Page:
But as I passed by the weir and sluice on the Liffey, I had that annual sensation that catches me out every time. It is the sudden feeling that you are being followed closely by the nimblest of axe-murderers. An almost imperceptible ‘whoosh’. It stops when you stop. It speeds up when you speed up. It really only takes the gentlest of nudges from a neurotic mind to visualize the recently-honed blade arcing down towards your skull. Until you realise it’s just the first flush of fallen beech leaves getting pulled into your wake, rattling along in the entrained air, skiffing over the grit of the path…
Needless to say, it’s a lot more fun when it’s pitch black, and you only have a head torch.
And so, tomorrow marks the end of the longest chapter in British Royal history, when Queen Elizabeth II is laid to rest. In fairness, she must have been banjoed, working right up to the very end. Shame that her last engagement had to be as witness to the installation of another feckin’ eejit into the role of Prime Minister. But that’s the gig. She saw quite a few in her time.
Of course, there have been some wicked jibes online, amongst the official period of mourning. Some wit has dubbed the BBC ‘Mourn Hub’. And indeed, it is blanket coverage of the event. And if you were in any doubt about whether the English love a good old queue, then bear witness to the queue to end all queues as half the nation descended on London and spent, in some cases, over 24 hours waiting in line to file past Her Majesty (You get about 14 seconds to nod solemnly before you are ushered out the other side). The coffin is also closed (which sits atop a catafalque. This is a new word to many, but worth pointing out to smart arses that the catafalque is just the support for the coffin; it’s not actually a posh word for casket, as some would have you believe). Closed, because I am sure Her Maj had no wish to try and emulate those Cold-War heroes of the Iron Curtain, despite outliving them all, and bare all in a glass box.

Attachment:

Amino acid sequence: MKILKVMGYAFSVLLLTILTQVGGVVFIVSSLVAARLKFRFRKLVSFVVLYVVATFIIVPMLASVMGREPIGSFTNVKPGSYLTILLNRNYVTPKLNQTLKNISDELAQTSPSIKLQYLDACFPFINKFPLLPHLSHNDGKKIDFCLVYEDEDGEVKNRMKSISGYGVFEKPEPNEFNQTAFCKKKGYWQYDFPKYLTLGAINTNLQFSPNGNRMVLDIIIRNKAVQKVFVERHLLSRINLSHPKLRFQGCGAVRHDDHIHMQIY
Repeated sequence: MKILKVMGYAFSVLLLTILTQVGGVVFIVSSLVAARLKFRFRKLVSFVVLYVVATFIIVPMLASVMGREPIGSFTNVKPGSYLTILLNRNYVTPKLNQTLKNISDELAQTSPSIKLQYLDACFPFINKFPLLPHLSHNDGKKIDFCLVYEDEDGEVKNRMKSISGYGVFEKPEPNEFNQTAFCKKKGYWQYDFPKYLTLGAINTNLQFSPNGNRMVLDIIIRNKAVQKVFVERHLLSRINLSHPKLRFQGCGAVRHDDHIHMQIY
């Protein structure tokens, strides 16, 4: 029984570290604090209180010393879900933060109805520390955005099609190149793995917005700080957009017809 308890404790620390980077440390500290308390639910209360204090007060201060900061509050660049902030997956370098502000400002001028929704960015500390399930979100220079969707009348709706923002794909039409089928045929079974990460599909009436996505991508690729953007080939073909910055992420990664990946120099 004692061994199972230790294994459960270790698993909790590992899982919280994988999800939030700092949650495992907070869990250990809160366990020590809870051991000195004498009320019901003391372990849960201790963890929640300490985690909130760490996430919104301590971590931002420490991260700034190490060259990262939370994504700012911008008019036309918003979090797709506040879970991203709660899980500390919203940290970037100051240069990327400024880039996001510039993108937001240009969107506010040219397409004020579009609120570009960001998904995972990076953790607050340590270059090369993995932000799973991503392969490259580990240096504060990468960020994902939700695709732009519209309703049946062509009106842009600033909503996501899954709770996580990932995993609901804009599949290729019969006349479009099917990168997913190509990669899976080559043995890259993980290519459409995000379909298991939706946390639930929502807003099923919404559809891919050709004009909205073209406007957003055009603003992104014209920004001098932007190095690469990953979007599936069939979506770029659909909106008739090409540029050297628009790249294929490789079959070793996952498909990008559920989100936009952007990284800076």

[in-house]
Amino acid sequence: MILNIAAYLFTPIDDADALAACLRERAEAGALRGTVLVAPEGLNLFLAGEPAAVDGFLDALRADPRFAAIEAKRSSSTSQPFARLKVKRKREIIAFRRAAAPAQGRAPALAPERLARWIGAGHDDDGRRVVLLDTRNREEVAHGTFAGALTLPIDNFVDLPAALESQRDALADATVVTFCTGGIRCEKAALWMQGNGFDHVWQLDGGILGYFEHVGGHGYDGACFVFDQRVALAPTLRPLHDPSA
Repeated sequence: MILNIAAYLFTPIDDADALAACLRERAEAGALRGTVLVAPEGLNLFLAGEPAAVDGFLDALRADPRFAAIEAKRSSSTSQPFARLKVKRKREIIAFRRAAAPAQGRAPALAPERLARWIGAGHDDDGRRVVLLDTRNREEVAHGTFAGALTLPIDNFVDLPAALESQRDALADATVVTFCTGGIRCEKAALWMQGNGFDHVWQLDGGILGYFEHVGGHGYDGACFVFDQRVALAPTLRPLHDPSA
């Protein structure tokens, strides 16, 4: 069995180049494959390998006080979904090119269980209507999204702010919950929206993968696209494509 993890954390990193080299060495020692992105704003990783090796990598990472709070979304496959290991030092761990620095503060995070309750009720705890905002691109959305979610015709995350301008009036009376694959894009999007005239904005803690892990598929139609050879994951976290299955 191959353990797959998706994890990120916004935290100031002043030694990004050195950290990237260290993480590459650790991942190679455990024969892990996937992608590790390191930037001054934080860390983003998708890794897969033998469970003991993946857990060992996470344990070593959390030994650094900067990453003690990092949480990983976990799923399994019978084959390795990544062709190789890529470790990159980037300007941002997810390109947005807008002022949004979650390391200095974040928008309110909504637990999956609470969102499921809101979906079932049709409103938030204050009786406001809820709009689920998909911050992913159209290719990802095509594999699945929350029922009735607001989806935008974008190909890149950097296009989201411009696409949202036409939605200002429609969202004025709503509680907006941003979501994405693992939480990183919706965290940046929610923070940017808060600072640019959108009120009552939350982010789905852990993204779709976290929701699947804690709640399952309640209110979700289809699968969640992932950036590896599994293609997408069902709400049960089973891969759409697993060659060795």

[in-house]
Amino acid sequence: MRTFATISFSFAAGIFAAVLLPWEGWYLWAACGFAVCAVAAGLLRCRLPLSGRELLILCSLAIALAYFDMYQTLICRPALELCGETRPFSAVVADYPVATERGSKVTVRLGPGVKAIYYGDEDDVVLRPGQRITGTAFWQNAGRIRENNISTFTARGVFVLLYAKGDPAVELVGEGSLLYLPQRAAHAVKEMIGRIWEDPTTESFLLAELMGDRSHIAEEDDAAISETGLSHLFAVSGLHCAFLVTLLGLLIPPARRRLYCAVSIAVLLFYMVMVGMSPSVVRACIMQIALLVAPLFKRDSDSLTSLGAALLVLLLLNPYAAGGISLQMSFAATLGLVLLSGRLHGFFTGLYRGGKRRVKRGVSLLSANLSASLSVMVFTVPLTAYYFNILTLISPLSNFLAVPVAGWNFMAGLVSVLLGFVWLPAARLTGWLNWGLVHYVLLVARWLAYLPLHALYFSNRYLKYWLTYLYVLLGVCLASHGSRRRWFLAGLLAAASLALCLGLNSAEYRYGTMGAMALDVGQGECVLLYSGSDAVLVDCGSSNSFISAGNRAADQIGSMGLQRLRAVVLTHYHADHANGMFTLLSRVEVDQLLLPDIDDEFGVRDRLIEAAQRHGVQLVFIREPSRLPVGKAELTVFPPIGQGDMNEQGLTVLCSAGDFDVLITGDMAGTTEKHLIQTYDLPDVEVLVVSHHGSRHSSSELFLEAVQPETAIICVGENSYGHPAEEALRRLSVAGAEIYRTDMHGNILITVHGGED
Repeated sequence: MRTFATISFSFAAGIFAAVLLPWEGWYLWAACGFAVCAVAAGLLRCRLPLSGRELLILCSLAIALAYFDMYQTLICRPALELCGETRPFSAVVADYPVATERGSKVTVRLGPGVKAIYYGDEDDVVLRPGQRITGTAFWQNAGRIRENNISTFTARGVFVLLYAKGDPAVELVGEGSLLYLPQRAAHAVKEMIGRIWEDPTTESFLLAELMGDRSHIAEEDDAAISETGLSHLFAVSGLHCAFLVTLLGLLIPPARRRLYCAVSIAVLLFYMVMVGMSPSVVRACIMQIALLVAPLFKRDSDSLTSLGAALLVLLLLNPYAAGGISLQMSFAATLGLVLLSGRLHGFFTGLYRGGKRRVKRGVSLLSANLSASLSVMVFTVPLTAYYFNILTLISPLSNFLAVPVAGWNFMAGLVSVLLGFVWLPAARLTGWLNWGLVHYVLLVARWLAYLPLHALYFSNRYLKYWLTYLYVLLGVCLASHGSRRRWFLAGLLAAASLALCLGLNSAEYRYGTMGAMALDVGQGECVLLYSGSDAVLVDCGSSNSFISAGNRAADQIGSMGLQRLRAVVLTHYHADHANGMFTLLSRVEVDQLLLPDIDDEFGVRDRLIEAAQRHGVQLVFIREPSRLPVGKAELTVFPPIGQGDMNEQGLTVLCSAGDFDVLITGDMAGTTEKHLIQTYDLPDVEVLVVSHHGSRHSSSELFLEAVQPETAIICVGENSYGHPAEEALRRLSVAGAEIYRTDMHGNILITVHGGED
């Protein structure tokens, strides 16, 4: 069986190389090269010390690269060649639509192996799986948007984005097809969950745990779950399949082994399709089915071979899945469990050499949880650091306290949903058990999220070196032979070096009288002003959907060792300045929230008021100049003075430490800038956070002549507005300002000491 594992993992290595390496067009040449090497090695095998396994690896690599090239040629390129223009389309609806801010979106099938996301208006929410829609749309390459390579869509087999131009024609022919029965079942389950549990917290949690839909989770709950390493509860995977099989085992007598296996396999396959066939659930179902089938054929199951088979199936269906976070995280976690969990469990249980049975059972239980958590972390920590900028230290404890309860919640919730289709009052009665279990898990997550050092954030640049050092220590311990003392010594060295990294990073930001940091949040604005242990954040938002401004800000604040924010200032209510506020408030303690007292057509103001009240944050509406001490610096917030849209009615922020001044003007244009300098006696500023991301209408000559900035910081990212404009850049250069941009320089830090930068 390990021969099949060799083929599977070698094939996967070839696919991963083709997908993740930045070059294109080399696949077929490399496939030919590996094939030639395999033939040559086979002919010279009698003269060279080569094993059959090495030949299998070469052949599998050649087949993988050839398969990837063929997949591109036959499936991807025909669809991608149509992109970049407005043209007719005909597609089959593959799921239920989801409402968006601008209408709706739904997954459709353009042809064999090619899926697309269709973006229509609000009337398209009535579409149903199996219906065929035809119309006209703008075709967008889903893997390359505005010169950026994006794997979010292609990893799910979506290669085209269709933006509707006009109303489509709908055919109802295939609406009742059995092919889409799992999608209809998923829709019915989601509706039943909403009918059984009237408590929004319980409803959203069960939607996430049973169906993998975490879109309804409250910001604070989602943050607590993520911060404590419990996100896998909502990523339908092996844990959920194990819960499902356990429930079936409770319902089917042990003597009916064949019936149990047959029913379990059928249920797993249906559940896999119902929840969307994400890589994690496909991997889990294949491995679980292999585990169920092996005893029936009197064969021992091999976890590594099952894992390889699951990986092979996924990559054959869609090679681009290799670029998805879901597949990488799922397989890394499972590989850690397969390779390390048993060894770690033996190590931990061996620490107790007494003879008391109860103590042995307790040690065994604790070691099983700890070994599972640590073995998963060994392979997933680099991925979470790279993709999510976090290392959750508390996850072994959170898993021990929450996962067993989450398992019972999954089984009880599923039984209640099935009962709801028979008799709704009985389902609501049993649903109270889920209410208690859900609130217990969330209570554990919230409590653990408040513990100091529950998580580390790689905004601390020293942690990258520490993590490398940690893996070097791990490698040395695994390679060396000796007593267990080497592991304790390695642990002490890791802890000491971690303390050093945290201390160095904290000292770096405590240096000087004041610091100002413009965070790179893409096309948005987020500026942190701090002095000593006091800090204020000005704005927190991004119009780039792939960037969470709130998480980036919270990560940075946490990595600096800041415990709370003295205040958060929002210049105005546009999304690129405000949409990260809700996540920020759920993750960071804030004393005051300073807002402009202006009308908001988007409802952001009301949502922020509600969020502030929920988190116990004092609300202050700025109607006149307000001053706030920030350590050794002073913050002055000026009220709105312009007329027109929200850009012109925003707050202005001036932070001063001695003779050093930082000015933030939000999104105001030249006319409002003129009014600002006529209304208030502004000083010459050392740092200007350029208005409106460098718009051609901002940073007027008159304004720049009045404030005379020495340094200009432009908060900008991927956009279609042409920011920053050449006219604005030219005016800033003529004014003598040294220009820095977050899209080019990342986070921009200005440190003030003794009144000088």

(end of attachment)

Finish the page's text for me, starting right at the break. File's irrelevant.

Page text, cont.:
Queen Lizzy the First would have had you thrown into the Tower of London for the sorts of gags that have been doing the rounds in the last week or so. But as with all good comedy, if it’s funny, well, it’s funny. Here is my favourite tweet:
And some of the replies are also hilarious.
Of course, there are those that have taken this whole thing rather seriously. I think it’s only natural that many would wish to pay their respects. That they would choose to wait up to 30 hours in the cold to do so shows how much affection they had for their queen. Those readers from countries without a monarchy need only replace ‘queen’ with ‘head of state’ and you are at the same spot. For us in Ireland, that would be our president, Michael D Higgins. And having had the pleasure and honour of meeting the man, I would definitely feel inclined to want to show my respects for his service. Would that equate to 30 hours outdoors in a slowly-moving queue? Hard to say, but then, some of my long runs take that long, and tend to finish up that way, at the same funereal pace, so why not? 😉
Yesterday, we drove down to Wexford for the anniversary mass for our dear friend, Ciaran. There was a great gathering of family and friends on hand, and as he would have wanted, plenty of good food to be had, and quite a few toasts raised in his name.
And of course, life goes on. The English (mostly) miss their monarch. We miss our mate.
* If it’s ‘impossible to capture’ things you are after, then read Heaney’s poem. It’s here in the link.